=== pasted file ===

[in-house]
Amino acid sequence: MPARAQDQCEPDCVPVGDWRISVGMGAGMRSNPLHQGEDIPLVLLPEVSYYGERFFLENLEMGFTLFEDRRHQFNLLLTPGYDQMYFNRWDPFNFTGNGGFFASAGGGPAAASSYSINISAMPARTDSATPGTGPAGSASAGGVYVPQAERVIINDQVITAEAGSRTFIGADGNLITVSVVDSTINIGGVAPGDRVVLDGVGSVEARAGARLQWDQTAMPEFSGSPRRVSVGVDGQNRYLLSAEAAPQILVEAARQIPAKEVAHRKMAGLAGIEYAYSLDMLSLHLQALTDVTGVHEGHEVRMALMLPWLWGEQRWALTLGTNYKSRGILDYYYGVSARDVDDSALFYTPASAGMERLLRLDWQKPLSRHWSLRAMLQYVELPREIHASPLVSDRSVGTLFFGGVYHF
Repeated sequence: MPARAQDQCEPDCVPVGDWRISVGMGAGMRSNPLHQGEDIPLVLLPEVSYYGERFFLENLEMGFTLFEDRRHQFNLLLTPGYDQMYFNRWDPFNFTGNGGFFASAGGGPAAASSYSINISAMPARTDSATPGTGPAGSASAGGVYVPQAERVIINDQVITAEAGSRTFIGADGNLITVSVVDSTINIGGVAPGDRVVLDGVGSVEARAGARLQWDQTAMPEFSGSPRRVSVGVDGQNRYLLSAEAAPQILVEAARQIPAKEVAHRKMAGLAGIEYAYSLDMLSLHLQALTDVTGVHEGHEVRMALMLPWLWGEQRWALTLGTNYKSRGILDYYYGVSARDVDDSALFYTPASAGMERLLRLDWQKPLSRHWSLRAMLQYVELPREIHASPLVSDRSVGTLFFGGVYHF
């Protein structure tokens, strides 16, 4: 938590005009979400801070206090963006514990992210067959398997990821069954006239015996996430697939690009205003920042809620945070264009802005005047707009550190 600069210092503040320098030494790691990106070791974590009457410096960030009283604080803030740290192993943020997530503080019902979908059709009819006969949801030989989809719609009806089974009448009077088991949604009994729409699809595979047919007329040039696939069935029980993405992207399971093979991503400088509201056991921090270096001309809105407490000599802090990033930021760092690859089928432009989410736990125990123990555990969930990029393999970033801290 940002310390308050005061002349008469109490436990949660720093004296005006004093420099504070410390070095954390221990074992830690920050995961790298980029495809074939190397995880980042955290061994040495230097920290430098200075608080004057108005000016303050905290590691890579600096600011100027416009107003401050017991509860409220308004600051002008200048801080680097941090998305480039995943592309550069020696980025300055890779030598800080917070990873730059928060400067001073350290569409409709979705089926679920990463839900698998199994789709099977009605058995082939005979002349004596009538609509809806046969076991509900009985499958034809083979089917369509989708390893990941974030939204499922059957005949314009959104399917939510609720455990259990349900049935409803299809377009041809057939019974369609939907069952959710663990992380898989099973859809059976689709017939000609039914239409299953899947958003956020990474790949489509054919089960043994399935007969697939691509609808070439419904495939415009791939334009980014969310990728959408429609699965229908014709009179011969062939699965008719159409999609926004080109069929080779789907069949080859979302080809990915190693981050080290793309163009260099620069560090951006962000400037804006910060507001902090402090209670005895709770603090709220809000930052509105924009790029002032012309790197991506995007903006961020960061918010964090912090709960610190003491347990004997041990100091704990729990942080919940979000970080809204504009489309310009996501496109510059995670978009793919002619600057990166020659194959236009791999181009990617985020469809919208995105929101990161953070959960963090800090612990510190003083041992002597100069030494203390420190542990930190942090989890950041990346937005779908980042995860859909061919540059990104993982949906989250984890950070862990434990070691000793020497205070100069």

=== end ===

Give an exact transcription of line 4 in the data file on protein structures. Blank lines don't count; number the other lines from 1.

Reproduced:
């Protein structure tokens, strides 16, 4: 938590005009979400801070206090963006514990992210067959398997990821069954006239015996996430697939690009205003920042809620945070264009802005005047707009550190 600069210092503040320098030494790691990106070791974590009457410096960030009283604080803030740290192993943020997530503080019902979908059709009819006969949801030989989809719609009806089974009448009077088991949604009994729409699809595979047919007329040039696939069935029980993405992207399971093979991503400088509201056991921090270096001309809105407490000599802090990033930021760092690859089928432009989410736990125990123990555990969930990029393999970033801290 940002310390308050005061002349008469109490436990949660720093004296005006004093420099504070410390070095954390221990074992830690920050995961790298980029495809074939190397995880980042955290061994040495230097920290430098200075608080004057108005000016303050905290590691890579600096600011100027416009107003401050017991509860409220308004600051002008200048801080680097941090998305480039995943592309550069020696980025300055890779030598800080917070990873730059928060400067001073350290569409409709979705089926679920990463839900698998199994789709099977009605058995082939005979002349004596009538609509809806046969076991509900009985499958034809083979089917369509989708390893990941974030939204499922059957005949314009959104399917939510609720455990259990349900049935409803299809377009041809057939019974369609939907069952959710663990992380898989099973859809059976689709017939000609039914239409299953899947958003956020990474790949489509054919089960043994399935007969697939691509609808070439419904495939415009791939334009980014969310990728959408429609699965229908014709009179011969062939699965008719159409999609926004080109069929080779789907069949080859979302080809990915190693981050080290793309163009260099620069560090951006962000400037804006910060507001902090402090209670005895709770603090709220809000930052509105924009790029002032012309790197991506995007903006961020960061918010964090912090709960610190003491347990004997041990100091704990729990942080919940979000970080809204504009489309310009996501496109510059995670978009793919002619600057990166020659194959236009791999181009990617985020469809919208995105929101990161953070959960963090800090612990510190003083041992002597100069030494203390420190542990930190942090989890950041990346937005779908980042995860859909061919540059990104993982949906989250984890950070862990434990070691000793020497205070100069």